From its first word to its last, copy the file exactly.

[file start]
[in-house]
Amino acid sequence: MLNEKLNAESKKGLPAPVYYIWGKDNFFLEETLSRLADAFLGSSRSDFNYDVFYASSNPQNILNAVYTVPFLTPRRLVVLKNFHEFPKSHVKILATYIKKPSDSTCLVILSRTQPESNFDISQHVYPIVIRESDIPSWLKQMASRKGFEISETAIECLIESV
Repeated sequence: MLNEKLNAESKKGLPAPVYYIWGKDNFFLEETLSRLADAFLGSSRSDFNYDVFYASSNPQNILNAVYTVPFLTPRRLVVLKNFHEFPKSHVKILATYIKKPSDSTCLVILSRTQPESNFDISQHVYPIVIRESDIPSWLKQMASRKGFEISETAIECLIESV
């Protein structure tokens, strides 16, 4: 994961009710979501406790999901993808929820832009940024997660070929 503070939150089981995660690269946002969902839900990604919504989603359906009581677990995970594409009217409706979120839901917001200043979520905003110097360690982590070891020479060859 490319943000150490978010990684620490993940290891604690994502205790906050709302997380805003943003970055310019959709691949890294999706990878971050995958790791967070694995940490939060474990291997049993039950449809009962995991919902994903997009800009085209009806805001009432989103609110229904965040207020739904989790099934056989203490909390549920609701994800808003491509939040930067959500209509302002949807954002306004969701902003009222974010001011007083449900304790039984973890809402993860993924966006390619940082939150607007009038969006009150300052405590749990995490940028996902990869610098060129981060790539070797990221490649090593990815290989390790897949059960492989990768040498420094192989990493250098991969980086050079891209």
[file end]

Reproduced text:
[in-house]
Amino acid sequence: MLNEKLNAESKKGLPAPVYYIWGKDNFFLEETLSRLADAFLGSSRSDFNYDVFYASSNPQNILNAVYTVPFLTPRRLVVLKNFHEFPKSHVKILATYIKKPSDSTCLVILSRTQPESNFDISQHVYPIVIRESDIPSWLKQMASRKGFEISETAIECLIESV
Repeated sequence: MLNEKLNAESKKGLPAPVYYIWGKDNFFLEETLSRLADAFLGSSRSDFNYDVFYASSNPQNILNAVYTVPFLTPRRLVVLKNFHEFPKSHVKILATYIKKPSDSTCLVILSRTQPESNFDISQHVYPIVIRESDIPSWLKQMASRKGFEISETAIECLIESV
């Protein structure tokens, strides 16, 4: 994961009710979501406790999901993808929820832009940024997660070929 503070939150089981995660690269946002969902839900990604919504989603359906009581677990995970594409009217409706979120839901917001200043979520905003110097360690982590070891020479060859 490319943000150490978010990684620490993940290891604690994502205790906050709302997380805003943003970055310019959709691949890294999706990878971050995958790791967070694995940490939060474990291997049993039950449809009962995991919902994903997009800009085209009806805001009432989103609110229904965040207020739904989790099934056989203490909390549920609701994800808003491509939040930067959500209509302002949807954002306004969701902003009222974010001011007083449900304790039984973890809402993860993924966006390619940082939150607007009038969006009150300052405590749990995490940028996902990869610098060129981060790539070797990221490649090593990815290989390790897949059960492989990768040498420094192989990493250098991969980086050079891209």